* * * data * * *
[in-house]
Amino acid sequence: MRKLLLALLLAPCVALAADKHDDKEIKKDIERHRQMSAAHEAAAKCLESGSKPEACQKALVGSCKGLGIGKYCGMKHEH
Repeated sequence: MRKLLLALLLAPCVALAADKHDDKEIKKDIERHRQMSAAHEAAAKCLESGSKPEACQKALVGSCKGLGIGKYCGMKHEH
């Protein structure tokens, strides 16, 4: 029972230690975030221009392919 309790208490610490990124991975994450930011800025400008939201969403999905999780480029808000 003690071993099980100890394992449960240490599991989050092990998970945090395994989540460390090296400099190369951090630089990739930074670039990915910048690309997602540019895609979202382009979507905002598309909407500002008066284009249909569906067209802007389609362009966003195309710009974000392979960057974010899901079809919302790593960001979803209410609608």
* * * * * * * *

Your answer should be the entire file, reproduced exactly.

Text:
[in-house]
Amino acid sequence: MRKLLLALLLAPCVALAADKHDDKEIKKDIERHRQMSAAHEAAAKCLESGSKPEACQKALVGSCKGLGIGKYCGMKHEH
Repeated sequence: MRKLLLALLLAPCVALAADKHDDKEIKKDIERHRQMSAAHEAAAKCLESGSKPEACQKALVGSCKGLGIGKYCGMKHEH
């Protein structure tokens, strides 16, 4: 029972230690975030221009392919 309790208490610490990124991975994450930011800025400008939201969403999905999780480029808000 003690071993099980100890394992449960240490599991989050092990998970945090395994989540460390090296400099190369951090630089990739930074670039990915910048690309997602540019895609979202382009979507905002598309909407500002008066284009249909569906067209802007389609362009966003195309710009974000392979960057974010899901079809919302790593960001979803209410609608």